A National Digital Strategy that aims to assist members of the public and businesses to "do more online", will be published today by Minister for Communications, Energy and Natural Resources Pat Rabbitte.
Mr Rabbitte said the digital part of the economy is growing 16 per cent per year, more than 10 times the rate of growth of the economy as a whole. Furthermore, digital contributes 4.4 per cent, or €7.1 billion, of Ireland’s GDP. So technology should be exploited to assist with economic recovery.
“Part of the recast of our economy is to grasp our digital opportunity and we’re not doing that,” he said.
The strategy aims to see the complete rollout of 100Mbps of broadband to all second-level schools in Ireland and the launch of an awareness campaign to show members of the public the benefits of internet engagement. It will also provide supports to traditional enterprises to help them realise the full opportunities of online trade and transactions.
Mr Rabbitte said Ireland's success as a high-tech economy is well publicised. Yet for a variety of reasons the push to get the Irish economy and its citizens online still lags behind its potential.
He said up-skilling students to the highest standards of ICT and digital media and encouraging people who don’t use the internet to embrace the possibilities of digital online will serve to grow the digital economy and promote greater inclusiveness in our society.
The strategy aims to secure more citizen engagement, to empower members of the public to engage with the internet to reduce social isolation, address a work-life balance, save money and participate in community and business activities that they could not otherwise access.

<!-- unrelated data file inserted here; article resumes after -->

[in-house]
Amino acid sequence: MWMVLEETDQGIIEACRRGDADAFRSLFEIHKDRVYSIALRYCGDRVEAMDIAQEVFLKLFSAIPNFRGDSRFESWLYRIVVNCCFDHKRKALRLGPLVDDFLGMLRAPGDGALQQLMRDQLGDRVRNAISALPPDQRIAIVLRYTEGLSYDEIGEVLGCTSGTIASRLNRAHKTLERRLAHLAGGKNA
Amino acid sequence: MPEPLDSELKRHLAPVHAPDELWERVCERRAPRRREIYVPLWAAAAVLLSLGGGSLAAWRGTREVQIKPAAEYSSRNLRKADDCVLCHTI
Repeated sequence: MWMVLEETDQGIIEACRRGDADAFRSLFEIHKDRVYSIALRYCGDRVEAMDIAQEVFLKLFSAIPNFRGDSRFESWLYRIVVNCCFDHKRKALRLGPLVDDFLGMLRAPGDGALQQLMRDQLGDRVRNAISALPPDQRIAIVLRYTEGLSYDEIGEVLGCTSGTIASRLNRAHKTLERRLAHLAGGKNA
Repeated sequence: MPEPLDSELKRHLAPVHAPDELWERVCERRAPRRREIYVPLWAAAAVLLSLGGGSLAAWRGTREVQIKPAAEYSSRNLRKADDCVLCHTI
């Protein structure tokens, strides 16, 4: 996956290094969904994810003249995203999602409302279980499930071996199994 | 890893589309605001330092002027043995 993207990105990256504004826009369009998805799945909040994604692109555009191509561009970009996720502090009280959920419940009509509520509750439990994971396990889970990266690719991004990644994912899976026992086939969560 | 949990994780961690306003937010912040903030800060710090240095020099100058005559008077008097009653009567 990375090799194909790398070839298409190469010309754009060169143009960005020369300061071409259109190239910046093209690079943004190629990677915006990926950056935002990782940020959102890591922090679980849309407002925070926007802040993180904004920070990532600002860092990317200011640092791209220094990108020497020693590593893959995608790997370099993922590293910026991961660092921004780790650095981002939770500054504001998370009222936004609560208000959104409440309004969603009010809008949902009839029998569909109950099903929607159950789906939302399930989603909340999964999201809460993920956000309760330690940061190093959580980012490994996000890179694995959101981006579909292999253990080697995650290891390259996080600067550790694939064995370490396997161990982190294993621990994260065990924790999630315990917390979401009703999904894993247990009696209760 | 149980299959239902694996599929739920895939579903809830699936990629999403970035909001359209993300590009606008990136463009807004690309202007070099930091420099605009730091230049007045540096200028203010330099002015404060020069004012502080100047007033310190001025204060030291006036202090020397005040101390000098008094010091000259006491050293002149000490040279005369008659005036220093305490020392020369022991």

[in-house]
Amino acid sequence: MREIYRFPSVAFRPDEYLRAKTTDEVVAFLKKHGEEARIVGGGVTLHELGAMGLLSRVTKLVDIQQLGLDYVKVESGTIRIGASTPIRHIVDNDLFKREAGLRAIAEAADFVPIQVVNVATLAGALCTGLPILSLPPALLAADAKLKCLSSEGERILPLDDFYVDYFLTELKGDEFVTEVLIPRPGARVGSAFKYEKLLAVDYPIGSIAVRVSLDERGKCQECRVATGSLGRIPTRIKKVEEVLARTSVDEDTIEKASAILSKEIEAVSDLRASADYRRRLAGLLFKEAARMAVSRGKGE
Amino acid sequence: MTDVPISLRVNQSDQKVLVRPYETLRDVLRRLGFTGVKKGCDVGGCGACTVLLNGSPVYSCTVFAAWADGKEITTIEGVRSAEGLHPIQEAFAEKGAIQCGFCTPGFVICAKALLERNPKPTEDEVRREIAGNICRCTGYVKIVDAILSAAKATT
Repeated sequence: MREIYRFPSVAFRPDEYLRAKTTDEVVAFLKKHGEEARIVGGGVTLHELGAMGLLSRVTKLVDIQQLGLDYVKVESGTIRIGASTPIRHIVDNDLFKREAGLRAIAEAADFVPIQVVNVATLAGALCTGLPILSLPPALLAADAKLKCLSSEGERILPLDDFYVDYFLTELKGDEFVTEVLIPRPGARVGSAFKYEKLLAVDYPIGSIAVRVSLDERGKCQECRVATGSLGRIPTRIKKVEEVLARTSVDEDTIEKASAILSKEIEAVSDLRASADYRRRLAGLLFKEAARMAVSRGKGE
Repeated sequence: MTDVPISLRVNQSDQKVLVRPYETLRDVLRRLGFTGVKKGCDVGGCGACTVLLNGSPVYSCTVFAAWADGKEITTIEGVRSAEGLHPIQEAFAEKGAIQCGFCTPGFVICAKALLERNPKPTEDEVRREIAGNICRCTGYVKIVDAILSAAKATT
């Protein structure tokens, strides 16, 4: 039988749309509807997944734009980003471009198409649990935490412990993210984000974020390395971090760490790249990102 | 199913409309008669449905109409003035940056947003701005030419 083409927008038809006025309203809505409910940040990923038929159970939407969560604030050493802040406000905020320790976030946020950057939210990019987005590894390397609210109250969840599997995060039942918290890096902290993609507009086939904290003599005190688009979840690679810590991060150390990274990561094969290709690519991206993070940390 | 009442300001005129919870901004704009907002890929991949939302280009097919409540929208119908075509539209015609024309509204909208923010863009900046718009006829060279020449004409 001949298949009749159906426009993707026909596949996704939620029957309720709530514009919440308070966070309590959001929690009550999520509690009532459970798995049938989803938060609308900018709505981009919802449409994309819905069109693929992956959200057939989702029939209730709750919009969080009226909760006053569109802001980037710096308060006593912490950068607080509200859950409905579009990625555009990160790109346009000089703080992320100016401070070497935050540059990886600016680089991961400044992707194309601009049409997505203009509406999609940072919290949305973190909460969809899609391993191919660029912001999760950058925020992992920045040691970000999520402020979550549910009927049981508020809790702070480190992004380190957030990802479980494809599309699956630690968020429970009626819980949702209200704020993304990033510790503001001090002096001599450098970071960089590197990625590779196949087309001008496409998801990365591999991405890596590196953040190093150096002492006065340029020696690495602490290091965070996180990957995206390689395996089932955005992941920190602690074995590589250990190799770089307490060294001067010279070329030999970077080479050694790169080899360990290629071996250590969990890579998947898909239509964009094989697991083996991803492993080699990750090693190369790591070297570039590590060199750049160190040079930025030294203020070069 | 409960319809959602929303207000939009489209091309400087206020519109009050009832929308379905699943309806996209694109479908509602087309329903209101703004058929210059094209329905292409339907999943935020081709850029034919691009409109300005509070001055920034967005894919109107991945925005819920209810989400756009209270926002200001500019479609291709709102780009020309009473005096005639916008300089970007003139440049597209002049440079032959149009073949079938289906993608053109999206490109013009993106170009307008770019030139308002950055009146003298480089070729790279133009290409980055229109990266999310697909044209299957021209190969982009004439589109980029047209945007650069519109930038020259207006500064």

More than half a million Irish people have never used the internet and Mr Rabbitte said a lack of digital skills among citizens has been a major barrier to them using the internet.
As a result, a BeneIT training grants scheme will be introduced to fund digital skills training.
The aim of the strategy is to reduce the number of people of who haven’t used the internet by half over the next 2.5 years.
Less than a quarter of small companies in Ireland are selling online. Against this backdrop, Irish consumers spent about €3.7 billion online last year, with 70 per cent of that spend going out of the country. Furthermore, at least 30,000 Irish businesses do not trade online.
Mr Rabbitte said the trend towards increasing online spending represents a real challenge for Irish businesses as just 23 per cent of small companies use ecommerce. This proportion could be even less for SMEs with less than 10 employees.
The strategy aims to get 10,000 Irish businesses online for the first time and 2,000 businesses trading online with the introduction of “trade online” vouchers and a “Winning with Web” awareness scheme. The vouchers are valued at up to €2,500 and can be redeemed against the cost of establishing an online presence.
“The evidence we have is that small companies grow twice as fast and employ twice as many people if they exploit technology,” Mr Rabbitte said.